9. fasteddy

    fasteddy I have C.L.A.P Global Moderator Generous Elf

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    If your power supply is put inside an enclosure then there is no need to cover the terminals, because if we open up the enclosure to work on the equipement inside then we should really be isolating/disconnecting the power supply from the mains. Now thats the electrician in me talking.
    But its always a good thing to cover your mains terminals if they are left exposed, even if its just adding a bit of electrical tape over the terminals just in case we forget to isolate the mains power before working within the enclosure.
     
  10. David_AVD

    David_AVD Bite my shiny metal ass!

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    I think I'd be using a hard plastic piece over the terminals and not using glue as an insulator.
     
  11. OP
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    kane

    kane Dedicated Elf

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    I don't have any of my power supplies in enclosures (I prefer not to run 240v into the yard) - I have them on a board in the garage. The reason I migrated from gaffer tape to the glue and piece of plastic is to ensure it's a little more solid - just in case my 2.5yo decides to stick a screwdriver in there. (even they're never turned on when he would be near them)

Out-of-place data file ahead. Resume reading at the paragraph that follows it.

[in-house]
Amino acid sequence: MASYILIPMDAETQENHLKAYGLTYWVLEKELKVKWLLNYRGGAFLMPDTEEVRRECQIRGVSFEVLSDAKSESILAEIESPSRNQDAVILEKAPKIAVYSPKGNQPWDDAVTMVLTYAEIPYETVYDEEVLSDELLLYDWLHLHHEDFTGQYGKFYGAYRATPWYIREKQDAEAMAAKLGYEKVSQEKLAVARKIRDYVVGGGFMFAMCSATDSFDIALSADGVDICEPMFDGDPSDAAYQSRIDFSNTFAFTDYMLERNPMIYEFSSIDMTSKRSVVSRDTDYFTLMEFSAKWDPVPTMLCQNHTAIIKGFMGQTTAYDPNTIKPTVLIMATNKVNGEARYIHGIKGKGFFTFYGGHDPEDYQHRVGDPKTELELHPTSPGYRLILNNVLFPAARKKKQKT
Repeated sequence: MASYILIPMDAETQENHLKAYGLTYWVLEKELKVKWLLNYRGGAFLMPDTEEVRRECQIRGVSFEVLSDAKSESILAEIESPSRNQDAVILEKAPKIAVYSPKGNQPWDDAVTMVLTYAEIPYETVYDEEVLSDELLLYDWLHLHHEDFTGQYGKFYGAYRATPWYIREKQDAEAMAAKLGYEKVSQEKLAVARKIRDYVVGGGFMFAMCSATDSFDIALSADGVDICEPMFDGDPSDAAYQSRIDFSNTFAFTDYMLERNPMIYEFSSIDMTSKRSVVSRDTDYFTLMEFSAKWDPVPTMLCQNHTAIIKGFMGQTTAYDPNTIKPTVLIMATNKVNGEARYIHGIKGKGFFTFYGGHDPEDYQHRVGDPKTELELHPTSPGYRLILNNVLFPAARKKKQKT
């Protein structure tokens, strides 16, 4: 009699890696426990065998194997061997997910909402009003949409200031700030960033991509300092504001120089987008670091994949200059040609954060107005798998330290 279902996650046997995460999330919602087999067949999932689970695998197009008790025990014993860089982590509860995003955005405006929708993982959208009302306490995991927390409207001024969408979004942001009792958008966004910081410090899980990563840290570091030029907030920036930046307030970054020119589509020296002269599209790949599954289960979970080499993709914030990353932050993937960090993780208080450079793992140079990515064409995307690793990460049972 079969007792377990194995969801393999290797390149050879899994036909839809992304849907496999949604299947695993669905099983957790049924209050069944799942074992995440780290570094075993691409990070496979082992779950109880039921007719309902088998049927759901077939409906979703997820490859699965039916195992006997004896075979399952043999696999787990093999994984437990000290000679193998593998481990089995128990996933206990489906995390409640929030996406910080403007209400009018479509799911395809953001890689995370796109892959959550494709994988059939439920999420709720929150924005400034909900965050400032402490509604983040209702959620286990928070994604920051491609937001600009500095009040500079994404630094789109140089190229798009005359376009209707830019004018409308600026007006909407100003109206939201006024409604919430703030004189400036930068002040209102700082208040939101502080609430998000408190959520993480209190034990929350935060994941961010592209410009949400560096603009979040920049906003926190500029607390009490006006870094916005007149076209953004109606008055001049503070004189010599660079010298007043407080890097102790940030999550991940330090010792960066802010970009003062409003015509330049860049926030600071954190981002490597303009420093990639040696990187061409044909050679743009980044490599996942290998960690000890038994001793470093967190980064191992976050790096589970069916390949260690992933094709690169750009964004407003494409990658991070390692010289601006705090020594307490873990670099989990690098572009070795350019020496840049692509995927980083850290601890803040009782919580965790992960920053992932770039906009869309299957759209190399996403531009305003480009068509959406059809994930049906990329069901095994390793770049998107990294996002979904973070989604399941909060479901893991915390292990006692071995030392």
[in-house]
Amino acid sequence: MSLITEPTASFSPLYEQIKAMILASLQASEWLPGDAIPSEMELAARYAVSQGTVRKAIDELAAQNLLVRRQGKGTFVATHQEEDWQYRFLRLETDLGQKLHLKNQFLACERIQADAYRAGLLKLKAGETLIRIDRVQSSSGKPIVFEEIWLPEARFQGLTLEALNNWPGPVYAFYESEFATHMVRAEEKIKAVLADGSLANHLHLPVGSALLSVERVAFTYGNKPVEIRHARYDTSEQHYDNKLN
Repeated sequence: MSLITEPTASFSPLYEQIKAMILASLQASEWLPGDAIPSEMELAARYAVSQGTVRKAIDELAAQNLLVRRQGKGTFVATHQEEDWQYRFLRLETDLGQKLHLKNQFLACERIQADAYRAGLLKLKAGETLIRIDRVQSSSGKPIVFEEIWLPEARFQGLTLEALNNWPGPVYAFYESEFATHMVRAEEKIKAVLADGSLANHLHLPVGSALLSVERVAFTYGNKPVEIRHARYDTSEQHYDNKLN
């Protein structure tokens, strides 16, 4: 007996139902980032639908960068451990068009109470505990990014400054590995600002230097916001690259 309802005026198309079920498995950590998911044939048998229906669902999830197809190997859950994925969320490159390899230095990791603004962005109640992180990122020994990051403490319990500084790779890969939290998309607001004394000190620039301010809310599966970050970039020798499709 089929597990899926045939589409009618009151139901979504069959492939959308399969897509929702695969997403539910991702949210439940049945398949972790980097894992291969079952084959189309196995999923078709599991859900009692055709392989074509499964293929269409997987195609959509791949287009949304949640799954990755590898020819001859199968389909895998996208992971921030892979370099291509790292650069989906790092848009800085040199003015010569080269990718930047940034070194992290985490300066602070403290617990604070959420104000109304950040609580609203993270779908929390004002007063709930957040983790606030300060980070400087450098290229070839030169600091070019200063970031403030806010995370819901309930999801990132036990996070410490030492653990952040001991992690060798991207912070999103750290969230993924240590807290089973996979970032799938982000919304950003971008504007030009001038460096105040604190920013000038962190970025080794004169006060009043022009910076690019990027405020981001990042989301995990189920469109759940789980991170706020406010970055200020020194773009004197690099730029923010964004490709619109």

Are you saying that you'd not put glue in there, as that could cause an issue? Or are you just saying to not rely on glue by itself as the insulator?
     
  12. David_AVD

    David_AVD Bite my shiny metal ass!

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    Yes, I would avoid using glue on the 240Vac terminals. How it will react with high voltage AC across it is unknown with some glue types.
     
  13. AussiePhil

    AussiePhil Dedicated Elf Administrator

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    Got to admit to using Nuetral Cure silicon on all mine these days, no obvious issues experienced, no tripped ELB's. Keeps fingers and screwdrivers away from accidental contact.

    I would recommend to at least use a Silicon rated for electrical use, they are availlable

    Phil
     
  14. kool-lites

    kool-lites Full Time Elf

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    Phil,
    That's old school. RTV is excellent stuff.
    Personally i prefer holy carbonate / perspex shields.

    Another issue with hot glue is it does cope with temperature swings too well. When cold it is brittle.
     
  15. anon

    anon Apprentice Elf

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    For custom covers we usually go for 3mm acryilc/perspex at work, or 1.8mm for more intricate covers. Not sure where it can be sourced from yet, but should be able to bend it into shape with a heat gun and over a bit of wood for a jig.


    Otherwise Bunnings sells small sheets of polycarbonate, a bit more expensive but will also work.